4 Things To Know: New Librarian Of Congress, Russian Hackers, Death By Lightning & More

MINNEAPOLIS (WCCO) – From the country’s new Librarian of Congress Carla Hayden, to medical records of Olympians Venus and Serena Williams being released, here is a look at the top four stories from Sept. 14, 2016.

First African American, Woman Named Librarian Of Congress

The country’s new Librarian of Congress is the first woman and African-American to hold the job since it opened in 1800.

Carla Hayden, 64, will be sworn in Wednesday as the 14th Librarian of Congress.

Hayden is the longtime CEO of the library system in Baltimore.

Russian Hackers Released U.S. Olympians’ Medical Records

Some top U.S. Olympians are finding themselves at the center of the latest cybersecurity breach at the hands of Russian hackers.

A group called Fancy Bears published the confidential medical records for gymnast Simone Biles, Venus and Serena Williams, and others online Tuesday. The records were stolen from the World Anti-Doping Agency.

Russia is denying any wrongdoing.

NWS: More People Died Of Lightning Strikes Than From Tornadoes

Dying from a lightning strike may seem rare, but that killed more people this year than tornadoes.

The National Weather Service said 35 people have died in the U.S. from lightning strikes, the highest since 2009. That compares to 12 from tornadoes this year.

Lightning strikes can stop your heart, fry your nervous system and cause serious burns.

General Motors Creates Chevy Bolt EV

General Motors is touting its latest creation: the Chevy Bolt EV.

The company said it can go 238 miles on a single charge. That’s compared to about 210 miles for Tesla’s base version Model S.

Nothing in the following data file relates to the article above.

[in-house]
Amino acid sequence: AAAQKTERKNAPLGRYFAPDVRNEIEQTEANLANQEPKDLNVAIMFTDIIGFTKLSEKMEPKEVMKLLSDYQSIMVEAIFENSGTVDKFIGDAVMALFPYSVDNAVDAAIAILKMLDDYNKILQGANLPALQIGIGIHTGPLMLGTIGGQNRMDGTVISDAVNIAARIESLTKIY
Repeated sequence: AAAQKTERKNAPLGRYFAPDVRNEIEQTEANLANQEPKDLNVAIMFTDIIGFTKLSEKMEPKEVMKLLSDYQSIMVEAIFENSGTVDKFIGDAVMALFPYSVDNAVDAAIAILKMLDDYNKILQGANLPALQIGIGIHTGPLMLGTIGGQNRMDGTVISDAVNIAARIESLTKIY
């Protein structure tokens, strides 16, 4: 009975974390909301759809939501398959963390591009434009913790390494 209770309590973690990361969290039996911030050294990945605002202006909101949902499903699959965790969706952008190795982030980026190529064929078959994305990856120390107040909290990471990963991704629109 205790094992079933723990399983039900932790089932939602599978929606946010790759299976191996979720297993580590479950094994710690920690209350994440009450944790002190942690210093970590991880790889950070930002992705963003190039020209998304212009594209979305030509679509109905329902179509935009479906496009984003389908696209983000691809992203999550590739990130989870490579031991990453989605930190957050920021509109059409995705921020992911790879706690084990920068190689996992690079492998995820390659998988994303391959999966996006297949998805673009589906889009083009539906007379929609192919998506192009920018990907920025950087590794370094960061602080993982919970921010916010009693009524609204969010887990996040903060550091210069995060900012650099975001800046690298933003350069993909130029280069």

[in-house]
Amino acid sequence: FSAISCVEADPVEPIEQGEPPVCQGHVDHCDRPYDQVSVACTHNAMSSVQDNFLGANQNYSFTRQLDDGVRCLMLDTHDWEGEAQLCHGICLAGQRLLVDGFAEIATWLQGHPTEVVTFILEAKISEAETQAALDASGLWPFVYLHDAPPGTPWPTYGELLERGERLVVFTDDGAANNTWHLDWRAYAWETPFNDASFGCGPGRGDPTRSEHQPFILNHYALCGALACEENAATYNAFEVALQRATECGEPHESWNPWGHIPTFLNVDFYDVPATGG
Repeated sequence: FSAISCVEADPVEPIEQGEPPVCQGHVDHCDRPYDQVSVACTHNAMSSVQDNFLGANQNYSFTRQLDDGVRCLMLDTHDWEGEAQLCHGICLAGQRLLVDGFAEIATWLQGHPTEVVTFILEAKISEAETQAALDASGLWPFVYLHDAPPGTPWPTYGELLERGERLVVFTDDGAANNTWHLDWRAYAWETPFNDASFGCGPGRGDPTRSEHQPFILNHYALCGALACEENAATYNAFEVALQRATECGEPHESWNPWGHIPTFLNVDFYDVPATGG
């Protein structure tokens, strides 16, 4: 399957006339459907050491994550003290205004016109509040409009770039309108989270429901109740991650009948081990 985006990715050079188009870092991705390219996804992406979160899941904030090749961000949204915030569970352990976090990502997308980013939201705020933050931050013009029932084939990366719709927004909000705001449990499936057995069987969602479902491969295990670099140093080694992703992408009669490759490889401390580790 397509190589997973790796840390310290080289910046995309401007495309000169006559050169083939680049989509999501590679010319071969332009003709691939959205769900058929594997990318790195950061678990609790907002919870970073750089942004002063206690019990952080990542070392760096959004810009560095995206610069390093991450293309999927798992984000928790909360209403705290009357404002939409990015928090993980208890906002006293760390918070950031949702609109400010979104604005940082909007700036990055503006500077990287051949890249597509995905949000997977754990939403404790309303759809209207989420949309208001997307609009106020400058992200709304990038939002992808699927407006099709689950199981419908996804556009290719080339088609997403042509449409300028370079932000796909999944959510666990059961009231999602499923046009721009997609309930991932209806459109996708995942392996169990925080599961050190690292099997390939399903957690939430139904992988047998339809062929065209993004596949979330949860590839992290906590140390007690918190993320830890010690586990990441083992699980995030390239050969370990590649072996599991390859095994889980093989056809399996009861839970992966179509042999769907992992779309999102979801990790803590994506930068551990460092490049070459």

The Bolt will cost about $38,000 dollars. It’s coming out later this year.

The Model S starts at around $70,000.


One Comment

  1. S Strand says:

    With God’s help, it will remain a testimony of our great country’s legacy, and not muttate into the African continent……
    The diversity of the Library of Congress is startling. Simultaneously it serves as: a legislative library and the major research arm of the U.S. Congress; the copyright agency of the United States; a center for scholarship that collects research materials in many media and in most subjects from throughout the world in more that 450 languages; a public institution that is open to everyone over high school age and serves readers in twenty-two reading rooms; a government library that is heavily used by the executive branch and the judiciary; a national library for the blind and physically handicapped; an outstanding law library; one of the world’s largest providers of bibliographic data and products; a center for the commissioning and performance of chamber music; the home of the nation’s poet laureate; the sponsor of exhibitions and of musical, literary, and cultural programs that reach across the nation and the world; a research center for the preservation and conservation of library materials; and the world’s largest repository of maps, atlases, printed and recorded music, motion pictures and television programs.

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